Tether hit back at a report from Bloomberg that claimed the U.S. Department of Justice was reviving a probe into the stablecoin issuer.

On Monday, Bloomberg reported that a case alleging Tether had deceived banks to move around funds was being transferred to U.S. Attorney Damian Williams. Citing anonymous sources familiar with the matter, Bloomberg said that the confidential case was transferred internally due to the “uncertain legal terrain” in the cryptocurrency space.

Tether refuted these claims in a statement posted to its blog after the article was published. 

“It is business as usual at Tether, as we continue to lead the industry in transparency, as the largest and most agile stablecoin on the market. Sensationalized journalism and poor reporting will not stop that and any claims otherwise are blatant lies,” said Tether in a statement. 

The company behind the stablecoin USDT said that it routinely engages in dialogue with law enforcement agencies like the U.S. Department of Justice and it has had no interactions with the DOJ in connection with any investigation for well over a year.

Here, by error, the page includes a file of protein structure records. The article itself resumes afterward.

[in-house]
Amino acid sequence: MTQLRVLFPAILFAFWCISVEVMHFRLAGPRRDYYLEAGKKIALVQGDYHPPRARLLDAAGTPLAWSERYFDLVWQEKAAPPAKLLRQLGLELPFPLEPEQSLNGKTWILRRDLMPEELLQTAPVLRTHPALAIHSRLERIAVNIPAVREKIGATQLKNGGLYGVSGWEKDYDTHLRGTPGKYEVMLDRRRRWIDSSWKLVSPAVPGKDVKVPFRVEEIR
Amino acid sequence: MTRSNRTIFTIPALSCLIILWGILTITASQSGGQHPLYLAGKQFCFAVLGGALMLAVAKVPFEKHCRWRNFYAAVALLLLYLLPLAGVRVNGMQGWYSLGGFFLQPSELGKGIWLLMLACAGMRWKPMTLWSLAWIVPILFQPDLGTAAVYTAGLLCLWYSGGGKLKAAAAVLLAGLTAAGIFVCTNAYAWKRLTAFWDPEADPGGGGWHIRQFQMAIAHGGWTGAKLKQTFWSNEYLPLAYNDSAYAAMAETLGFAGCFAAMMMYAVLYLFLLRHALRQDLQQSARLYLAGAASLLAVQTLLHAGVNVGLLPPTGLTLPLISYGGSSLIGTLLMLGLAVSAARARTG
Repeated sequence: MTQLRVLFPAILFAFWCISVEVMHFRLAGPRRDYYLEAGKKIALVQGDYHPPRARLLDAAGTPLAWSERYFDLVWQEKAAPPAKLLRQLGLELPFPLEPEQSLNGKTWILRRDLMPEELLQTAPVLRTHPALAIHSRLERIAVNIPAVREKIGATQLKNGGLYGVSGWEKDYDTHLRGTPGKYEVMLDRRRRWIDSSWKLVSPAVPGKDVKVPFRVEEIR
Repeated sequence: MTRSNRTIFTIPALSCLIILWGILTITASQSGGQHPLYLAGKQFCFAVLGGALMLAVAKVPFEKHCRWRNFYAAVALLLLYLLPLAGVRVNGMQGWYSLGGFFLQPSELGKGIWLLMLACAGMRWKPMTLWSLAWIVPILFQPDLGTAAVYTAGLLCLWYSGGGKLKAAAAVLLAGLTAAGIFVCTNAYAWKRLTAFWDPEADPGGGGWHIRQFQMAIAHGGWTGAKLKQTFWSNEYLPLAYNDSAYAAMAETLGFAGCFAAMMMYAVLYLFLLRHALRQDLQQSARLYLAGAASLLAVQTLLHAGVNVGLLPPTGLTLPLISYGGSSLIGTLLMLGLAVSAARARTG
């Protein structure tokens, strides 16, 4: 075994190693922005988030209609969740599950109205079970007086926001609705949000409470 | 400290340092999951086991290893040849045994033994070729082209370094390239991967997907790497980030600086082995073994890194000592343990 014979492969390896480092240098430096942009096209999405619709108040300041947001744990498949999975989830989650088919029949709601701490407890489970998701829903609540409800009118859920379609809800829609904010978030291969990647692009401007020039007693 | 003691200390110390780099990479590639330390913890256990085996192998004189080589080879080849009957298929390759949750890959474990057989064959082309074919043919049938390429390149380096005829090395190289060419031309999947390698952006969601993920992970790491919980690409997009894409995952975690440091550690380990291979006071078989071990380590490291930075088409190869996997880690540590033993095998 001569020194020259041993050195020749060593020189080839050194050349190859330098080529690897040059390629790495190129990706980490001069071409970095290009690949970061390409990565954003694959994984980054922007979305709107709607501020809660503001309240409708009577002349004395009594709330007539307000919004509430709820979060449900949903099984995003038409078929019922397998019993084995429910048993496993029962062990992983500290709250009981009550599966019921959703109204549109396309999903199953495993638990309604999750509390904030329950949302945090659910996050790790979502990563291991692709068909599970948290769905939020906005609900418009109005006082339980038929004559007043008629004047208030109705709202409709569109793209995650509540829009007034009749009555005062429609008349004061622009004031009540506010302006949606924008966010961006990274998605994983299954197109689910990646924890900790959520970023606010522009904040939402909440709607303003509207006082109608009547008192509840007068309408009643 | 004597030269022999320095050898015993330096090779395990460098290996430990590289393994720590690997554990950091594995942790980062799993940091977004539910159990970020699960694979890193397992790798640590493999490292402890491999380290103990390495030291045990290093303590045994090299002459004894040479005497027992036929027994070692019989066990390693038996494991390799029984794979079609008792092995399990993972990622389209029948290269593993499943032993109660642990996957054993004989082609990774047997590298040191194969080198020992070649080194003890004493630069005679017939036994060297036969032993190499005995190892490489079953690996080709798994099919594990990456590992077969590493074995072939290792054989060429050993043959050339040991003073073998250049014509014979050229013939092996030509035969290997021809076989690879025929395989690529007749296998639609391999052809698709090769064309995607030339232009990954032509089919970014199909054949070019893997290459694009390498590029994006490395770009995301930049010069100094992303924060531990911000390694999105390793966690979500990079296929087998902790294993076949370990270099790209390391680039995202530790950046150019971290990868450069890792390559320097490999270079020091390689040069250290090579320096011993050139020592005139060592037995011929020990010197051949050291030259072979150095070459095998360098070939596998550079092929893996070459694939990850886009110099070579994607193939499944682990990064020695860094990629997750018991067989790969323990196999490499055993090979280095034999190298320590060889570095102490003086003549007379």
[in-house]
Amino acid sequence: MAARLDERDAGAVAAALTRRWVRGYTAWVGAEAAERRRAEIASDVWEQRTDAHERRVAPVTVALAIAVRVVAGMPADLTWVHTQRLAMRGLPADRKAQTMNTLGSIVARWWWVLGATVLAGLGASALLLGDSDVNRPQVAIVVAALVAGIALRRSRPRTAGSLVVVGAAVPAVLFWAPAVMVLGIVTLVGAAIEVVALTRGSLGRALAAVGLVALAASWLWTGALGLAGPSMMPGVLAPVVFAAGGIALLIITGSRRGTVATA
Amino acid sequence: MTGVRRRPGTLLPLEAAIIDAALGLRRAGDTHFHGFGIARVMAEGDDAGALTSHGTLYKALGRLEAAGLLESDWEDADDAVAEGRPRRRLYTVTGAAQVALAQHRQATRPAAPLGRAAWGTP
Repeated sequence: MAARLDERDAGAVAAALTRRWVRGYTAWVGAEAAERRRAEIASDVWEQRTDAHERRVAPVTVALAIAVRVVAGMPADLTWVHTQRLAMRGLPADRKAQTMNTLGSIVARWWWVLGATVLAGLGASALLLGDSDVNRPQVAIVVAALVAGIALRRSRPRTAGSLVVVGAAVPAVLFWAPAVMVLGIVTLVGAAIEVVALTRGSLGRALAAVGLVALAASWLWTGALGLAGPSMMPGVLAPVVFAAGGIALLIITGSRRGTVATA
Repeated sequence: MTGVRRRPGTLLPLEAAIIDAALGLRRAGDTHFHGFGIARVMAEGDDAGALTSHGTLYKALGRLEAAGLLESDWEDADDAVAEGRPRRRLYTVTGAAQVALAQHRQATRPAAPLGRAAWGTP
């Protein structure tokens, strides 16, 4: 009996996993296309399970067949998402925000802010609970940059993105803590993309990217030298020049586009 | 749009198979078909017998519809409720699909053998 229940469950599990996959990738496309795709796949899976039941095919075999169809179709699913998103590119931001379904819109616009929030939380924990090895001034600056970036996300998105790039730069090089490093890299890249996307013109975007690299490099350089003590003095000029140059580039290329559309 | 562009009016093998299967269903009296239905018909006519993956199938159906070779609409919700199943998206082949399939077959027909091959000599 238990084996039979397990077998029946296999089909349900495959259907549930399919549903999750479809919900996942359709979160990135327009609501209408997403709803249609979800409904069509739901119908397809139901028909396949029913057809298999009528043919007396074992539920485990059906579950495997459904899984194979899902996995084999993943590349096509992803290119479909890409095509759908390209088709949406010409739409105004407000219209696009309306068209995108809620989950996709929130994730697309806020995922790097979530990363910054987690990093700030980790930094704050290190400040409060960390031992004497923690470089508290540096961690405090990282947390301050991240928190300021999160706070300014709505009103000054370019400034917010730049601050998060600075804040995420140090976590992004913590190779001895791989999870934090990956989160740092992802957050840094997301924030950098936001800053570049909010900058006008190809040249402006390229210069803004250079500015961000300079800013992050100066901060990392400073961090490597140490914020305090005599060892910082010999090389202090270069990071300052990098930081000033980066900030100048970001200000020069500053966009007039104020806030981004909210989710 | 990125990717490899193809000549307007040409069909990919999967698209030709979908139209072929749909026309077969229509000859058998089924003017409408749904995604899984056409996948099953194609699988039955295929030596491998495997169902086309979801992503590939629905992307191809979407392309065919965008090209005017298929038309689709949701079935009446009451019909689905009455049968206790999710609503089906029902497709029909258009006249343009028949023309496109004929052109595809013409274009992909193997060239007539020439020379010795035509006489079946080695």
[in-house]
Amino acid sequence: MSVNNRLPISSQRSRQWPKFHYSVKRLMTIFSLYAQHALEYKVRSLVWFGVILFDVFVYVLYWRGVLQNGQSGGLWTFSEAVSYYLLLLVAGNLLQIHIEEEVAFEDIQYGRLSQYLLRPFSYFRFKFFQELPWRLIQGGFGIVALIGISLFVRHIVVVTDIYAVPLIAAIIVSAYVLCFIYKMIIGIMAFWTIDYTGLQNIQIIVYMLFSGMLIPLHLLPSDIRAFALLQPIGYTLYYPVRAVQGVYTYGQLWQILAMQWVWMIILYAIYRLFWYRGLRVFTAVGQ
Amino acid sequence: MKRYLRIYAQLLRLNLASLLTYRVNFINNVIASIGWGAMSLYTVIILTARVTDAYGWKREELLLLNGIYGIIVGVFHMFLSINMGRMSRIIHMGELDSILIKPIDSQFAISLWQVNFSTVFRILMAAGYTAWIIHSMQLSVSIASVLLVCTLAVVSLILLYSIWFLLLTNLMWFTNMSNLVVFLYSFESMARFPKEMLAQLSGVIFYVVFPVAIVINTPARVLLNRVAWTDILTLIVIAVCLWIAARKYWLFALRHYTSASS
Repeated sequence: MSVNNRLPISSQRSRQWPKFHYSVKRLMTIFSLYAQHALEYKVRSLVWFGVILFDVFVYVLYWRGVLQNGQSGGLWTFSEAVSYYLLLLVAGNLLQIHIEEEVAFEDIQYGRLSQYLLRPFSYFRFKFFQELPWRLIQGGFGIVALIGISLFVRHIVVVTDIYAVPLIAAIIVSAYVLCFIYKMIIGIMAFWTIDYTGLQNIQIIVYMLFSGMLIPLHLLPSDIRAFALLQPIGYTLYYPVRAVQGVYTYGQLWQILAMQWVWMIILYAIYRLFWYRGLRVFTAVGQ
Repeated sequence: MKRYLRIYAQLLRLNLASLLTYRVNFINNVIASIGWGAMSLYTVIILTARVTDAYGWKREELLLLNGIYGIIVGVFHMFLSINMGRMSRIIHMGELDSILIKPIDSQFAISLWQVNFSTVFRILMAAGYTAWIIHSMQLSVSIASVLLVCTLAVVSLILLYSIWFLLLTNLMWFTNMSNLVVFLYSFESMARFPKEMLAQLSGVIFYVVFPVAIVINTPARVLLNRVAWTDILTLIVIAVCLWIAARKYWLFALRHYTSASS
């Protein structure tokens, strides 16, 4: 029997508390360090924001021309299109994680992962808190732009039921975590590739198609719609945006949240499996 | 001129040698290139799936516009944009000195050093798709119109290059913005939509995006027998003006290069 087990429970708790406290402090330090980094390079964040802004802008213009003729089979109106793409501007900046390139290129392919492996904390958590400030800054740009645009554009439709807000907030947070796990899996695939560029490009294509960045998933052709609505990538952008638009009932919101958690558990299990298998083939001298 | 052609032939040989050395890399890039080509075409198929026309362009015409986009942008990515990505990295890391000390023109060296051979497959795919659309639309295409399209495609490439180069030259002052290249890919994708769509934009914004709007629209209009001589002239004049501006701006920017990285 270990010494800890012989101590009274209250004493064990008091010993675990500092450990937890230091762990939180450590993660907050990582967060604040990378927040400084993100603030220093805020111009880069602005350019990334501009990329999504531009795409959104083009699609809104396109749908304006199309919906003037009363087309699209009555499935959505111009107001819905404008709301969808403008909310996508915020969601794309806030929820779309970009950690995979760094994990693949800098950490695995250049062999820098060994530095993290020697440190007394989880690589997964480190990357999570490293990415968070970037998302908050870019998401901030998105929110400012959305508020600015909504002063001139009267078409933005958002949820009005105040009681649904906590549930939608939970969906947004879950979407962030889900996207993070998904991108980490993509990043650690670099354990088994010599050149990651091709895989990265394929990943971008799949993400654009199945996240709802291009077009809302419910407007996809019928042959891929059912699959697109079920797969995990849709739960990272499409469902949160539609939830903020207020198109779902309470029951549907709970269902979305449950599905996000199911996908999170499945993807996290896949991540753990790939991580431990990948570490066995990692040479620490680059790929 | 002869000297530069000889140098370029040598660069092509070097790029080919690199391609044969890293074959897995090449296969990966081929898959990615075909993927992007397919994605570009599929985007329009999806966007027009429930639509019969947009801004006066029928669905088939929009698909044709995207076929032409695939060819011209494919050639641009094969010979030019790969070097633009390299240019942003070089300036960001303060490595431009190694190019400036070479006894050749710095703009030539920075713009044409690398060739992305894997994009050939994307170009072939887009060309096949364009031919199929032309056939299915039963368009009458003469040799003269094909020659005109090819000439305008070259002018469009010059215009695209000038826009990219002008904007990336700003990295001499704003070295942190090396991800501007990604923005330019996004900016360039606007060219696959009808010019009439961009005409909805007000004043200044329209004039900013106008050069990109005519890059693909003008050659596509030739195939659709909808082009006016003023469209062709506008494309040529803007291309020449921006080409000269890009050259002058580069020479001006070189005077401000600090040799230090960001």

The company also said that many of the events outlined in the Bloomberg report contain inaccuracies and occurrence’s that took place with its sister company Bitfinex. Last year, Bitfinex paid $18.5 million in a settlement to the New York Attorney General’s (NYAG) office after a probe that began in April 2019.

The NYAG-led enquiry alleged that Bitfinex and Tether overstated their reserves and, in doing so, “unlawfully covered-up” $850 million worth of losses. The lawsuit concluded with the settlement offer. with Tether and Bitfinex admitting no wrongdoing, but agreeing to submit quarterly reports showing the state of Tether’s reserves.

Earlier this month, Tether announced that it had cut its commercial paper reserves to zero, replacing them with U.S. Treasury Bills as a more secure alternative.